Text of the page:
Missouri’s medical marijuana industry got off to a slow start this year but picked up momentum as dozens of businesses across the state began operations.
As of mid-December, the state approved 41 cultivation facilities, 179 dispensaries, 58 marijuana-infused manufacturing facilities, 19 transportation licenses and eight testing laboratories, according to Missouri Department of Health and Senior Services data. A few dozen facilities are still in the process of state inspections or have filed operational deadline variance requests as the year concludes.
While Springfield’s first dispensary, Old Route 66 Wellness LLC, opened its doors in late 2020, nearly all other local companies in the industry, such as Heartland Labs, Revival 98 and Easy Mountain Cannabis Co., debuted this year.
The first year of legal sales, which started in the fall of 2020, surpassed expectations of state officials, coming in at $160.2 million by the end of October. November had the largest month-to-month increase to date, adding $26 million to the sales tally as the total is on pace to eclipse $200 million by year’s end, according to DHSS data.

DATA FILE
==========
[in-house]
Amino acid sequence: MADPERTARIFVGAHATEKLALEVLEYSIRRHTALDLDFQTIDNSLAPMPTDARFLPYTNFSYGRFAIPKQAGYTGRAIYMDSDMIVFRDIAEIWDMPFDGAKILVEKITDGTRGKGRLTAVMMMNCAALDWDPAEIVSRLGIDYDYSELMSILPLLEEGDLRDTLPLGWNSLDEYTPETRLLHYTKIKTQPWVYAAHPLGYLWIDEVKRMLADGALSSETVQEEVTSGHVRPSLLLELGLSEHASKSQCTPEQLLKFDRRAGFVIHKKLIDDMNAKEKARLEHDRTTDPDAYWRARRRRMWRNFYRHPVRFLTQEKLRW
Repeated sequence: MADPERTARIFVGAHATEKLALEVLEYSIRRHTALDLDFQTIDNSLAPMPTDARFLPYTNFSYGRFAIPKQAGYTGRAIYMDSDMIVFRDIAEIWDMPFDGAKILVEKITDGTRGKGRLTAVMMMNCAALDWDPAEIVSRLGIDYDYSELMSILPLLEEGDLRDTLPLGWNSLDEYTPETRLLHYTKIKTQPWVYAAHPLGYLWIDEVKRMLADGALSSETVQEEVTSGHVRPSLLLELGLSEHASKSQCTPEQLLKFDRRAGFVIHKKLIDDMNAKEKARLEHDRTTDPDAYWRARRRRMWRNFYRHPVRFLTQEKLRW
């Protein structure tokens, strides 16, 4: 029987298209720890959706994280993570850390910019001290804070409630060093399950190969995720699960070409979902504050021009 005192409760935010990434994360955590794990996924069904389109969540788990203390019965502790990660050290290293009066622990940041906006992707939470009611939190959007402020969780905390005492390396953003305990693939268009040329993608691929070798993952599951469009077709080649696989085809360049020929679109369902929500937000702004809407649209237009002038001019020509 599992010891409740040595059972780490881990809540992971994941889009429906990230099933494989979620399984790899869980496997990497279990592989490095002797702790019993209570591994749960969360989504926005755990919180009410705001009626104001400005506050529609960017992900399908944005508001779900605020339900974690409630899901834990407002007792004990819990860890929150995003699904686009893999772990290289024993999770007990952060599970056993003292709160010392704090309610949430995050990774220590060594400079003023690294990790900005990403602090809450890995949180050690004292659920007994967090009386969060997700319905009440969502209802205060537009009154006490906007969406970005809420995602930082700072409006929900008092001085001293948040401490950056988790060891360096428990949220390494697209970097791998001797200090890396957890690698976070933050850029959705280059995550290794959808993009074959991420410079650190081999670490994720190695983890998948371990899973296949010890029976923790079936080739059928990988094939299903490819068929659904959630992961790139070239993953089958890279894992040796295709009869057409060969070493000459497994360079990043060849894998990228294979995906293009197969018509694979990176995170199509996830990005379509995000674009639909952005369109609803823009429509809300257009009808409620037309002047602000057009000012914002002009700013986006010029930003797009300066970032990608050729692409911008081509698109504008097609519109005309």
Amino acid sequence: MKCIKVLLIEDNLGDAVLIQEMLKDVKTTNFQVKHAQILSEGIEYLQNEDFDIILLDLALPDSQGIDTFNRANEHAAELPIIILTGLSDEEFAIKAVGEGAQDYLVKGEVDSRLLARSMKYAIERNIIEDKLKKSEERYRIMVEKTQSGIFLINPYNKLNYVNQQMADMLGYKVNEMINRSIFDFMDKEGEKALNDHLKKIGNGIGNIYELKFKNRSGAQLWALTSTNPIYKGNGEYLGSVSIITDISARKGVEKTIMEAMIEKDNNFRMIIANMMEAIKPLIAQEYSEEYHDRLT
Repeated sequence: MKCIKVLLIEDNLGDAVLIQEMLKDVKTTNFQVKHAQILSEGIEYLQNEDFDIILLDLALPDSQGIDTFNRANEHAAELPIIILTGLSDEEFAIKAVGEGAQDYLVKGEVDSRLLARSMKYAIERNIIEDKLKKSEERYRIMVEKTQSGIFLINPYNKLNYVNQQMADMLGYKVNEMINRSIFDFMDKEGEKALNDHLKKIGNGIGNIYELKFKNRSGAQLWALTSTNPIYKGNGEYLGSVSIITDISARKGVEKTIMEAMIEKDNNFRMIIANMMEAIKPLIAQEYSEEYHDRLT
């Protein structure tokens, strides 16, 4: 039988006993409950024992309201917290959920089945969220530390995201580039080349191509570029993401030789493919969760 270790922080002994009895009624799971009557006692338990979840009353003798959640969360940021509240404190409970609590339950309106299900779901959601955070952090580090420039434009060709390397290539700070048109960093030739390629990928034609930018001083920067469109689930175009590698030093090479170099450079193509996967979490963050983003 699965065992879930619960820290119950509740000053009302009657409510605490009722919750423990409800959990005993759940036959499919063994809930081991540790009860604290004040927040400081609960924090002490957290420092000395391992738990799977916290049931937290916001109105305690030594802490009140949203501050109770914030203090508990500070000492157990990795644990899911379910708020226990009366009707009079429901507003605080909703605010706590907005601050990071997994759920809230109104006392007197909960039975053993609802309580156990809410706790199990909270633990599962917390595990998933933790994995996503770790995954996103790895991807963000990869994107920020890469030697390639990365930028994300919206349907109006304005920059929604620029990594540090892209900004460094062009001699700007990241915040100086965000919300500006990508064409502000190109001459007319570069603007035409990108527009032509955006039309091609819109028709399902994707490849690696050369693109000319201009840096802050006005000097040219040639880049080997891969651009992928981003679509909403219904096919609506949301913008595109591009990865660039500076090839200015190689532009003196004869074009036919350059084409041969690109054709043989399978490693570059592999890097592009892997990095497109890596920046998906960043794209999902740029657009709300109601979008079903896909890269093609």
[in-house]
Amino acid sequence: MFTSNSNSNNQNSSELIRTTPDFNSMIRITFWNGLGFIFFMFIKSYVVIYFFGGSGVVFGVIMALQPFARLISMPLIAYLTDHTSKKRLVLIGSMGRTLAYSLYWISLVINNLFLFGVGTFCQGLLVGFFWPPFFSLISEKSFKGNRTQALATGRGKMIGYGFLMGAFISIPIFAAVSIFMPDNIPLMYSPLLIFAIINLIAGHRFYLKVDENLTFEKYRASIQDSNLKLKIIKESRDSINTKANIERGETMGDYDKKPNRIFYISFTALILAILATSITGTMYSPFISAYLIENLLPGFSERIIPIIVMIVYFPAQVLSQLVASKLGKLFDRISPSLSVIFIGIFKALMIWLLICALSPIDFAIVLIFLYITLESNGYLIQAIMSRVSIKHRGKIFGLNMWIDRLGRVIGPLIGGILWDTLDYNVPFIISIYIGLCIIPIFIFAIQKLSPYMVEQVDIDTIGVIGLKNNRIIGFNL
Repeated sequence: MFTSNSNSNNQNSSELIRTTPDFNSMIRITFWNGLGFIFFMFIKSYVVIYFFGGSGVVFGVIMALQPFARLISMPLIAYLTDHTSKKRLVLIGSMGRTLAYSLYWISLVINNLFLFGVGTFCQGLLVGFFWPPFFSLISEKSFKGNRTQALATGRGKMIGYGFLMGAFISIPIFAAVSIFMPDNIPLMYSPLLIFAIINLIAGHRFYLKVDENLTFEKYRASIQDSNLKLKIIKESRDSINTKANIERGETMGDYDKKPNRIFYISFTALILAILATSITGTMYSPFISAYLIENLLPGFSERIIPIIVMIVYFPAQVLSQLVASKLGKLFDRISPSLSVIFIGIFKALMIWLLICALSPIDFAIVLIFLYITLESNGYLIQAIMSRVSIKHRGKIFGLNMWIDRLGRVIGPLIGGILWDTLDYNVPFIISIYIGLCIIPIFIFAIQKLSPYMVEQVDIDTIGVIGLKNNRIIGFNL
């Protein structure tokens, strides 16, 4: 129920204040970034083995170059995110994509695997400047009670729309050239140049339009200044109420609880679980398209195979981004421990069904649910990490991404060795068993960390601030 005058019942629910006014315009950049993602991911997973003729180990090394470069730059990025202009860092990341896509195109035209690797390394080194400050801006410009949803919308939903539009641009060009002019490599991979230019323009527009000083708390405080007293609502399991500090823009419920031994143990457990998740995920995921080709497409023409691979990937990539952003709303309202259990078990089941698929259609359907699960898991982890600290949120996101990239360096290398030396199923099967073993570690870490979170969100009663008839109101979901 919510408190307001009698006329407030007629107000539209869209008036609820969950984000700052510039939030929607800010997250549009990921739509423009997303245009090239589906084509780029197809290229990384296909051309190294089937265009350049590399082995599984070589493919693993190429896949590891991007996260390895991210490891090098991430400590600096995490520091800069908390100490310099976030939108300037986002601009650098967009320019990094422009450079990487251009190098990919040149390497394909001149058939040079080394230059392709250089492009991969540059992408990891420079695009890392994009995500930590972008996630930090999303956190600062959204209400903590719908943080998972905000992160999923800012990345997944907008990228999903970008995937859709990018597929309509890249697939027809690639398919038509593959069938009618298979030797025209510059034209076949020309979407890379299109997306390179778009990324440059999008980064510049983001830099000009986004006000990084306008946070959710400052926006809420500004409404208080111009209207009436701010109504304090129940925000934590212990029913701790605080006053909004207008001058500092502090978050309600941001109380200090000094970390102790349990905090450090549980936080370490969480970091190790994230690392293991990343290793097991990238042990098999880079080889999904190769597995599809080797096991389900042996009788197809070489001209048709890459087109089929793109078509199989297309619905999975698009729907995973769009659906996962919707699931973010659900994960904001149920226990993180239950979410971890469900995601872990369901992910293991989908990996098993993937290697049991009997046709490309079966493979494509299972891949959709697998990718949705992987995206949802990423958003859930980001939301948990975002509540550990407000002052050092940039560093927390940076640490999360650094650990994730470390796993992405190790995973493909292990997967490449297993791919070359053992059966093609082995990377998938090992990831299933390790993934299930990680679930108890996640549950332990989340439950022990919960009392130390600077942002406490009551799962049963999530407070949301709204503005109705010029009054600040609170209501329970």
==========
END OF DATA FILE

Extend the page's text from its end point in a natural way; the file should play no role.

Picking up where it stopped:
The number of patients and caregivers acquiring medical marijuana cards has also risen above state projections. DHSS officials say the patient count in early December reached 153,000 – a number expected to hit 200,000 in July 2022.
Even as interest in the medicinal cannabis market rises, recreational marijuana, aka adult use, is potentially on the horizon for voters. Two groups, Legal Missouri 2022 and Fair Access Missouri, are working through the initiative petition process that could bring full cannabis legalization to election ballots as early as next year.
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